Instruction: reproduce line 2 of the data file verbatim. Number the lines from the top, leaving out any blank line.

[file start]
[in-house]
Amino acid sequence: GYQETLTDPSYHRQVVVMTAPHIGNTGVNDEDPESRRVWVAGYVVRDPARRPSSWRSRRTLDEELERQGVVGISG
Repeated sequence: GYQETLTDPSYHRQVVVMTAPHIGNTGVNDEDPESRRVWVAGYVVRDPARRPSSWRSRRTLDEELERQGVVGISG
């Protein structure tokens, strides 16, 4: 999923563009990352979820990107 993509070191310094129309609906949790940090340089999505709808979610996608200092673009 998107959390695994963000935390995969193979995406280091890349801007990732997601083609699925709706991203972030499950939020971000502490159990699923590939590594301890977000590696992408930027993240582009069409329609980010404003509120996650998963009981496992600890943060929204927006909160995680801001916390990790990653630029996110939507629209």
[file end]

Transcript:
Amino acid sequence: GYQETLTDPSYHRQVVVMTAPHIGNTGVNDEDPESRRVWVAGYVVRDPARRPSSWRSRRTLDEELERQGVVGISG